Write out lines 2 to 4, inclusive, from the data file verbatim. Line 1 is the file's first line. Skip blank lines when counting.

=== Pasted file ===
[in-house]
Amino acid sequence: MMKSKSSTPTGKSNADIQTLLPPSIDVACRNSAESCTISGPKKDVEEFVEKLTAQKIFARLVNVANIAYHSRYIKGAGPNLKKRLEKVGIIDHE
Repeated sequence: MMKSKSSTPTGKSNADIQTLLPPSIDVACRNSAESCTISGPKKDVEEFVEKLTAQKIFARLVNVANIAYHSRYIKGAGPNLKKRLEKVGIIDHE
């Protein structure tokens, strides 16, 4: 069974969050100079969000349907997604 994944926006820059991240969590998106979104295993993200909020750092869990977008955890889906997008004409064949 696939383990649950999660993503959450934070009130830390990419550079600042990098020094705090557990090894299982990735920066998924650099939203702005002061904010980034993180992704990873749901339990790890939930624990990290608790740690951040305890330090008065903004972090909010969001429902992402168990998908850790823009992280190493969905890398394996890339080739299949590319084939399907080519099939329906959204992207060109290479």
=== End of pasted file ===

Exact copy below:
Amino acid sequence: MMKSKSSTPTGKSNADIQTLLPPSIDVACRNSAESCTISGPKKDVEEFVEKLTAQKIFARLVNVANIAYHSRYIKGAGPNLKKRLEKVGIIDHE
Repeated sequence: MMKSKSSTPTGKSNADIQTLLPPSIDVACRNSAESCTISGPKKDVEEFVEKLTAQKIFARLVNVANIAYHSRYIKGAGPNLKKRLEKVGIIDHE
């Protein structure tokens, strides 16, 4: 069974969050100079969000349907997604 994944926006820059991240969590998106979104295993993200909020750092869990977008955890889906997008004409064949 696939383990649950999660993503959450934070009130830390990419550079600042990098020094705090557990090894299982990735920066998924650099939203702005002061904010980034993180992704990873749901339990790890939930624990990290608790740690951040305890330090008065903004972090909010969001429902992402168990998908850790823009992280190493969905890398394996890339080739299949590319084939399907080519099939329906959204992207060109290479």